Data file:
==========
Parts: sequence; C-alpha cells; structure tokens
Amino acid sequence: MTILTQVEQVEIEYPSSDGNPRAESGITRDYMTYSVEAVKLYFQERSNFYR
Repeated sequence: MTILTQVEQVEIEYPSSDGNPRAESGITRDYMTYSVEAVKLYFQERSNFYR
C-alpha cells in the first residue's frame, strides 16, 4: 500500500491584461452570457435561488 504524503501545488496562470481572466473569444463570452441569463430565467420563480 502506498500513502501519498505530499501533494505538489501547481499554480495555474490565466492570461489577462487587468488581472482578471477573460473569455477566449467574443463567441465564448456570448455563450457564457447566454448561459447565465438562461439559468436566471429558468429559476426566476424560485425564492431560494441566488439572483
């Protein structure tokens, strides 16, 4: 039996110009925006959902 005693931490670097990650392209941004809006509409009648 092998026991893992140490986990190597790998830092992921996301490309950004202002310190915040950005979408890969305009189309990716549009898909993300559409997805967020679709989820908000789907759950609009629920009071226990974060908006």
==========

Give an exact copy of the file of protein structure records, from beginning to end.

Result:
Parts: sequence; C-alpha cells; structure tokens
Amino acid sequence: MTILTQVEQVEIEYPSSDGNPRAESGITRDYMTYSVEAVKLYFQERSNFYR
Repeated sequence: MTILTQVEQVEIEYPSSDGNPRAESGITRDYMTYSVEAVKLYFQERSNFYR
C-alpha cells in the first residue's frame, strides 16, 4: 500500500491584461452570457435561488 504524503501545488496562470481572466473569444463570452441569463430565467420563480 502506498500513502501519498505530499501533494505538489501547481499554480495555474490565466492570461489577462487587468488581472482578471477573460473569455477566449467574443463567441465564448456570448455563450457564457447566454448561459447565465438562461439559468436566471429558468429559476426566476424560485425564492431560494441566488439572483
């Protein structure tokens, strides 16, 4: 039996110009925006959902 005693931490670097990650392209941004809006509409009648 092998026991893992140490986990190597790998830092992921996301490309950004202002310190915040950005979408890969305009189309990716549009898909993300559409997805967020679709989820908000789907759950609009629920009071226990974060908006």